What is a smart grid and why should you care?


10 Responses to “What is a smart grid and why should you care?”

  1. Pedantic Douchebag says:

    I used the name “smart grid” for a failed project back in college; it involved an interactive house. Sensors would detect whether a human was in a room, and adjust the electricity (turn it on/off from the breaker), lighting, and climate control. We could never get it to work; it was the early 90s, and the technology just wasn’t up to our needs. My professor was hilarious, though; she said “wow, that’s some Jetsons shit, guys”. I could have been another Edison.

    Anyway. Sorry! Did you you want fries with that?

  2. Saif Ansari says:

    It’s wrong that I immediately thought you were talking about DataGrids. I desperately need to stop writing code for IT shops…

  3. Stefan Jones says:

    I brought up smart grids with some friends.

    One, who apparently gets all his information from Fox, went into a rant about how it’s designed to arbitrarily pull the power from ordinary people’s homes.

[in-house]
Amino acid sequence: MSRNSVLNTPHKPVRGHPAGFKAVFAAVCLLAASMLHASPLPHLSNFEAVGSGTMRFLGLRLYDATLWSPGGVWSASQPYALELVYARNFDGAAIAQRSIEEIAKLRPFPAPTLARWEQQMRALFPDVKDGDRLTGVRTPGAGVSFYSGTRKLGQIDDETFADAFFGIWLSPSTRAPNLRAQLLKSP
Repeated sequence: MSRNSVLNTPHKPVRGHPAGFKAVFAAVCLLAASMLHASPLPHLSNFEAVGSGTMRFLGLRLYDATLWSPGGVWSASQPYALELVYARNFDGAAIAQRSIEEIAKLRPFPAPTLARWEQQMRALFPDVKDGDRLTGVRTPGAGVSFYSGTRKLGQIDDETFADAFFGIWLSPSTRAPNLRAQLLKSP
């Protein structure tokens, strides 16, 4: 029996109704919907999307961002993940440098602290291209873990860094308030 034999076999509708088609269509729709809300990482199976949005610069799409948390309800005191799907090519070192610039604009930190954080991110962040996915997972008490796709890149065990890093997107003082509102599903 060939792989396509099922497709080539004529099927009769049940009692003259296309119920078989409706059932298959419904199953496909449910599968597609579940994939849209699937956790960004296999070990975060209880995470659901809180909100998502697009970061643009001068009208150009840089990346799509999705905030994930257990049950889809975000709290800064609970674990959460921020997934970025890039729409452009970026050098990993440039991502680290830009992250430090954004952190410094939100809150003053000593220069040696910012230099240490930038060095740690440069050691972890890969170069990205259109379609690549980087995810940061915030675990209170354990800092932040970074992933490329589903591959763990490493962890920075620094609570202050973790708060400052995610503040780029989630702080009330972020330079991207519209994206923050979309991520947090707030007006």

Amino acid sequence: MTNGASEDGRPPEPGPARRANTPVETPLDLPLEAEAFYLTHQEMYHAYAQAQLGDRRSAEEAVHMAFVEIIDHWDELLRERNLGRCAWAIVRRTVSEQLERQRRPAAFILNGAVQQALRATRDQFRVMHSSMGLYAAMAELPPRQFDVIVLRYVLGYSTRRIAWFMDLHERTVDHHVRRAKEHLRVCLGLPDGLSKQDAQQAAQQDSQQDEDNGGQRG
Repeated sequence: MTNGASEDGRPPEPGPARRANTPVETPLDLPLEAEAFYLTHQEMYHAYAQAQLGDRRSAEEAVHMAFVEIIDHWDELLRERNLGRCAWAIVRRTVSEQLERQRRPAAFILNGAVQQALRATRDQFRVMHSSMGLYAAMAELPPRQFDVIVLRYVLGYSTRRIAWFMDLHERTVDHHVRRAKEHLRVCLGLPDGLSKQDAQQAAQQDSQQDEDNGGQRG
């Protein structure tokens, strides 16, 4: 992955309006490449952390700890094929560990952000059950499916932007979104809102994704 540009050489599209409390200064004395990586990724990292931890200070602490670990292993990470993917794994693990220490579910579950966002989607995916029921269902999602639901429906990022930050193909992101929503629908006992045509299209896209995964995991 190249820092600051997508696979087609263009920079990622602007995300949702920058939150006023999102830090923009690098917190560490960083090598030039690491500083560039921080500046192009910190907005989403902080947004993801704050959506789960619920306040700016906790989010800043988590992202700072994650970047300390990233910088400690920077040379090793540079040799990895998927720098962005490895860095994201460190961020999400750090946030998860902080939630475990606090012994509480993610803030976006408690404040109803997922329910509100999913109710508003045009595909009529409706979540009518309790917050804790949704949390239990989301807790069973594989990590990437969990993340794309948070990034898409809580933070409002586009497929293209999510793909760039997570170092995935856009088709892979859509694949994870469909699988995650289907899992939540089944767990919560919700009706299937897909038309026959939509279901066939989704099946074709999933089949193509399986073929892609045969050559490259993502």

That was the point of the whole exercise, as far as he was concerned. End of discussion.


  4. Hugh Gurin says:

    While it doesn’t cover the entire topic, check out this little animation we did on smarter energy grid tech. It’s got Ed Begley, Jr. AND ponies.

  5. Bilsko says:

    “…Today’s electrical grid, [Koerth-Baker] says, is something of a high-wire act…”
    Or, as a colleague of mine likes to put it: 
    Trying to control power flows actively on the grid is like driving down the highway at 60mph in reverse – without a rear-view mirror.

  6. anharmyenone says:

    Just as long as the “smartness” is decentralized…because the last thing we need is to create something that centralizes power even more than now.

  7. 64k a Day says:

    If this is going to take more taxes, I know how 49% of the nation will react.

  8. As a battery backup sales/design tech, I am really interested in how home battery backup systems are going to participate in a smart grid.  There’s a really cool one being developed in the San Diego area that will use inverter chargers, a battery bank and PV in every home, all linked to a control center that will work to smooth out demand spikes and pay consumers for their batteries when they are drawn down.  We bid on the project, but unfortunately they went with a higher cost but local Californian company.

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